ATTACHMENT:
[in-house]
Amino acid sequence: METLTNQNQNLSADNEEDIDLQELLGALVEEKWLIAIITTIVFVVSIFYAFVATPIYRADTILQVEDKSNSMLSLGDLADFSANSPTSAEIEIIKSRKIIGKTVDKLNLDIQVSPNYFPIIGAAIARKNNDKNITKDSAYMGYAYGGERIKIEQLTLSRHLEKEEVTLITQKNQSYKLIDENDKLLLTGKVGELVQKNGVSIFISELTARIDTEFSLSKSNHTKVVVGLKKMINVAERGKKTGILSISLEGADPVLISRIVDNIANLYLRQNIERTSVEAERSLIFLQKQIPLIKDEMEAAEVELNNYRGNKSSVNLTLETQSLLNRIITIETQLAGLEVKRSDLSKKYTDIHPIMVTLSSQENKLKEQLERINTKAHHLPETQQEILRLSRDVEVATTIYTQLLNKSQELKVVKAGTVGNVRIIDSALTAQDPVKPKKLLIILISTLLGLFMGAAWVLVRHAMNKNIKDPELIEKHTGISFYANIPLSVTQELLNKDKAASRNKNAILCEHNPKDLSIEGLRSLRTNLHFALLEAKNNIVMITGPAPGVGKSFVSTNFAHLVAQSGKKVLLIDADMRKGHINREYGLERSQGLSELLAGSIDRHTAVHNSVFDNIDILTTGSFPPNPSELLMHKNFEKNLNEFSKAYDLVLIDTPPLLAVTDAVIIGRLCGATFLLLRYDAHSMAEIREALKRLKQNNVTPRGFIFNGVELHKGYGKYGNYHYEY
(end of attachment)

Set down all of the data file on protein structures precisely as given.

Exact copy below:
[in-house]
Amino acid sequence: METLTNQNQNLSADNEEDIDLQELLGALVEEKWLIAIITTIVFVVSIFYAFVATPIYRADTILQVEDKSNSMLSLGDLADFSANSPTSAEIEIIKSRKIIGKTVDKLNLDIQVSPNYFPIIGAAIARKNNDKNITKDSAYMGYAYGGERIKIEQLTLSRHLEKEEVTLITQKNQSYKLIDENDKLLLTGKVGELVQKNGVSIFISELTARIDTEFSLSKSNHTKVVVGLKKMINVAERGKKTGILSISLEGADPVLISRIVDNIANLYLRQNIERTSVEAERSLIFLQKQIPLIKDEMEAAEVELNNYRGNKSSVNLTLETQSLLNRIITIETQLAGLEVKRSDLSKKYTDIHPIMVTLSSQENKLKEQLERINTKAHHLPETQQEILRLSRDVEVATTIYTQLLNKSQELKVVKAGTVGNVRIIDSALTAQDPVKPKKLLIILISTLLGLFMGAAWVLVRHAMNKNIKDPELIEKHTGISFYANIPLSVTQELLNKDKAASRNKNAILCEHNPKDLSIEGLRSLRTNLHFALLEAKNNIVMITGPAPGVGKSFVSTNFAHLVAQSGKKVLLIDADMRKGHINREYGLERSQGLSELLAGSIDRHTAVHNSVFDNIDILTTGSFPPNPSELLMHKNFEKNLNEFSKAYDLVLIDTPPLLAVTDAVIIGRLCGATFLLLRYDAHSMAEIREALKRLKQNNVTPRGFIFNGVELHKGYGKYGNYHYEY